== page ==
Storms End Southern California Water Restrictions For 7 Million Users

Connor Forbes
Connor Forbes
6 Min Read
Rural county road is submerged below a raging river that is normally a seasonal dry creek. Photo by William (Butch) Humphrey

RIVERSIDE Combined Sources — California’s 11th atmospheric river left the storm-soaked state with a bang Wednesday, bringing flooded roadways, landslides and toppled trees to the southern part of the state as well as drought-busting rainfall that meant the end of water restrictions for nearly 7 million people.

Even as residents struggled to clean up before the next round of winter arrives in the coming days — with some 27,000 people still under evacuation orders statewide Wednesday — the Metropolitan Water District of Southern California’s decision brought relief amid the state’s historic drought.

The district supplies water for 19 million people in six counties

Restrictions on water use were imposed in the face of dwindling reserves at the state level. At the beginning of December, the state Department of Water Resources announced that water agencies throughout the state would be receiving only 5% of the allocations they requested from the state.

But as winter storms began hitting the region and rain and snow replenished supplies, the state announced in January that it would deliver 30% of requested allocations. That figure increased to 35% in February.

“While we certainly appreciate the improved water supply conditions, I want to caution everyone that our challenges are not over,” MWD General Manager Adel Hagekhalil said in a statement. “We ask everyone to remain diligent in saving water regardless of the weather.

“We also continue to face major uncertainties on our water supplies from the Colorado River,” he said.

The federal government has directed California and six other states to develop plans to cut their reliance on Colorado River water beginning next year.

But weather woes remained Wednesday, as an additional 61,000 people remained under evacuation warnings and emergency shelters housed more than 650 people, according to the California Governor’s Office of Emergency Services.

Flooding also closed several miles of the Pacific Coast Highway through Huntington Beach, south of Los Angeles on the Orange County coast, and potholes disabled more than 30 cars on one Southern California freeway. More than 144,000 utility customers statewide remained without power Wednesday afternoon, according to

Gov. Gavin Newsom surveyed flood damage in an agricultural region on the central coast, noting that California could potentially see a 12th atmospheric river next week. Officials have not yet determined the extent of the winter storms’ damage, both structurally and financially.

“Look back — last few years in this state, it’s been fire to ice with no warm bath in between,” the Democrat said, describing “weather whiplash” in a state that has quickly gone from extreme drought and wildfires to overwhelming snow and rain.

“If anyone has any doubt about Mother Nature and her fury, if anyone has any doubt about what this is all about in terms of what’s happening to the climate and the changes that we are experiencing, come to California,” the governor said.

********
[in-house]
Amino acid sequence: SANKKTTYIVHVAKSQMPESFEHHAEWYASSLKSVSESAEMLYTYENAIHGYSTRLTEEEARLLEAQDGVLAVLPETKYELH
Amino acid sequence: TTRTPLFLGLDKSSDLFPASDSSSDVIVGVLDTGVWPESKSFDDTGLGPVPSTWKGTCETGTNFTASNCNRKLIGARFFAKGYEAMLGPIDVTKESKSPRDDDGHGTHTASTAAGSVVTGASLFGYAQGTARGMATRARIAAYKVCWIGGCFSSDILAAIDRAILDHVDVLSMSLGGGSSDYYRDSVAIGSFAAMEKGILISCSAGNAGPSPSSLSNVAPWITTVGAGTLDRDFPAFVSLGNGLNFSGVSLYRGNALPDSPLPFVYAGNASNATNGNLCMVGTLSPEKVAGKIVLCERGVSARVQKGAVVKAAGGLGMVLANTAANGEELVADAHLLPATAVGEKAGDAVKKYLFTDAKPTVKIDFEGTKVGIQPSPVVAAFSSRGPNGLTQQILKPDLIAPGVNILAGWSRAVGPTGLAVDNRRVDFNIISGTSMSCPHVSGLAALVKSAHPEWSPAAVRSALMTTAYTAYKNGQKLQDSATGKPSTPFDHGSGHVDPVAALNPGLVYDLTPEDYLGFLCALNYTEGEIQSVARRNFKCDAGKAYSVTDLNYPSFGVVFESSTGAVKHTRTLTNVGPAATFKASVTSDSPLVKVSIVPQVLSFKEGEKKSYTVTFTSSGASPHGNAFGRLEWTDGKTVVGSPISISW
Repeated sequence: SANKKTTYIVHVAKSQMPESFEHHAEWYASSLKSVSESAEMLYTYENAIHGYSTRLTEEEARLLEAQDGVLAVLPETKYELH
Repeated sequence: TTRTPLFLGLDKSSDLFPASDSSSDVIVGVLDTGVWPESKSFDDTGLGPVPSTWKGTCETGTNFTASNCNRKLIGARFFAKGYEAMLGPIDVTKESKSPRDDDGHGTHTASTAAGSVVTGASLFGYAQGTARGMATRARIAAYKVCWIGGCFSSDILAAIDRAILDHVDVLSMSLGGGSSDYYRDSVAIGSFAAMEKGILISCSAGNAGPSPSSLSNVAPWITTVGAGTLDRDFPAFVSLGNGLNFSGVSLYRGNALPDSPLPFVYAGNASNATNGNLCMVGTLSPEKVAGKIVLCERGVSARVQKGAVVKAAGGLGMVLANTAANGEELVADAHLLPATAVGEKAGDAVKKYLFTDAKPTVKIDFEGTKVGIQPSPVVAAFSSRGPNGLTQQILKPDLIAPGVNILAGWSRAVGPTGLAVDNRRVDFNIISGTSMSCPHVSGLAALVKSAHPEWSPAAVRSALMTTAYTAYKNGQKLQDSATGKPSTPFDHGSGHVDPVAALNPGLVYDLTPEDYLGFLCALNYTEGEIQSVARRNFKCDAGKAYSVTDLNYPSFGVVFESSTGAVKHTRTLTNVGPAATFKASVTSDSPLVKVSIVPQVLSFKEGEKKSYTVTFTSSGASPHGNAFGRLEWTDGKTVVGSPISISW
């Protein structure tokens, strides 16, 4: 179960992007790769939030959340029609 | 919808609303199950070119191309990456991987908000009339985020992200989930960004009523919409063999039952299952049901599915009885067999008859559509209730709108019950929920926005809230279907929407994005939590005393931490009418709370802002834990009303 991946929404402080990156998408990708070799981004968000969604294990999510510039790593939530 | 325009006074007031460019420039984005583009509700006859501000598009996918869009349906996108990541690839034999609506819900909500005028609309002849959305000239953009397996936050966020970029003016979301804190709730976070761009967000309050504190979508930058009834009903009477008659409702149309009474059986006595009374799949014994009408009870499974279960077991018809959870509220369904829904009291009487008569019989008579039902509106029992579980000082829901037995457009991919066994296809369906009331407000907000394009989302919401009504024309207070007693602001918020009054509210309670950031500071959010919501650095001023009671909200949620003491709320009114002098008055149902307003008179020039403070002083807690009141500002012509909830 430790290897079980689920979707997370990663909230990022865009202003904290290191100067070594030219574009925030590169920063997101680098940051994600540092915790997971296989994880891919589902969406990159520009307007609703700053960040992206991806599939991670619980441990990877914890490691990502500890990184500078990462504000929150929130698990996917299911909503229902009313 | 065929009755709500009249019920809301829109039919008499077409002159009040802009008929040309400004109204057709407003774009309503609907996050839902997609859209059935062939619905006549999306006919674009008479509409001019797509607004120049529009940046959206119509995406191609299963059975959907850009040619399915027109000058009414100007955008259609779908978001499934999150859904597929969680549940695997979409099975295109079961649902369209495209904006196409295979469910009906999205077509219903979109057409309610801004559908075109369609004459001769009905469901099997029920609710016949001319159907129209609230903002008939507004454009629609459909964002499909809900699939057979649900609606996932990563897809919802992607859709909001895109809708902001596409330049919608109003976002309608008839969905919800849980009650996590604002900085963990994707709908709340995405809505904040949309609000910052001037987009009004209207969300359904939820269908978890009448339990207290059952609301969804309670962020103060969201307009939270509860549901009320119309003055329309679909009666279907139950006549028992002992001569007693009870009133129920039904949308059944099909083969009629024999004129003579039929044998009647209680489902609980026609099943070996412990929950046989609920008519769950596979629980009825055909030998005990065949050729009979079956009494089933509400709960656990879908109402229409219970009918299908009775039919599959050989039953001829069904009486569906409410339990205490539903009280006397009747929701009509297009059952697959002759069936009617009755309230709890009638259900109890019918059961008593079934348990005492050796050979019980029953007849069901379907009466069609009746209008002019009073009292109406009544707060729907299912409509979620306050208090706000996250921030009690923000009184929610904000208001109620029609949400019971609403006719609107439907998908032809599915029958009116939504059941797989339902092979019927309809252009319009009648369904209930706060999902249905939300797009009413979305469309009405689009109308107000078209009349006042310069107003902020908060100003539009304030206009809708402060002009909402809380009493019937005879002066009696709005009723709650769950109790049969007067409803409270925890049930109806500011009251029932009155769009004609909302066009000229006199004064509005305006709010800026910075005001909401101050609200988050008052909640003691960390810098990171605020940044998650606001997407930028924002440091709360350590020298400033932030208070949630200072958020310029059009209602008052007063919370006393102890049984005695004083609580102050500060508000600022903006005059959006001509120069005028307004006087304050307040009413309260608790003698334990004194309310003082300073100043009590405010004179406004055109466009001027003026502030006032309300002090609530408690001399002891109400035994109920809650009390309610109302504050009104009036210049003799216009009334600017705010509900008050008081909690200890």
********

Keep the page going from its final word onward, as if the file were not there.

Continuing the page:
Remaining showers across Southern California were expected to decrease through Wednesday evening as the storm headed toward parts of the Great Basin. The weather service said California will see minor precipitation this weekend, followed by another substantial storm next week.

Three clifftop apartment buildings were evacuated Wednesday morning when earth slid away from their backyards in coastal San Clemente, the Orange County Fire Authority said. Residents were also cleared out of a nearby building as the severity of the slide was studied.

California was deep in drought before an unexpected series of atmospheric rivers barreled into the state from late December through mid-January, causing flooding while building a staggering snowpack in the Sierra Nevada.

Storms powered by arctic air followed in February, creating blizzard conditions that buried mountain communities under so much snow that structures began collapsing.

The water content of the Sierra snowpack is now more than 200% of the April 1 average, when it normally peaks, according to the state Department of Water Resources.

Michael McNutt, a spokesperson for the Las Virgenes Municipal Water District, said the end of the Southern California restrictions is good news but cautioned people to continue to conserve water even in non-drought years.

“We all know that the next drought is just around the corner,” he said Wednesday. “We’ve got to treat the water coming out of our taps as the liquid gold that it is.”

The district depends almost entirely on state water supplies and had adopted aggressive conservation measures, including putting devices that drastically restrict water flow onto the homes of hundreds of people — including celebrities — who were deemed to be wasting water.

That program is now on hold, as is the district’s restrictions on lawn watering.

Rural county road is submerged below a raging river that is normally a seasonal dry creek. Storm Water.
Rural county road is submerged below a raging river that is normally a seasonal dry creek. Photo by William (Butch) Humphrey
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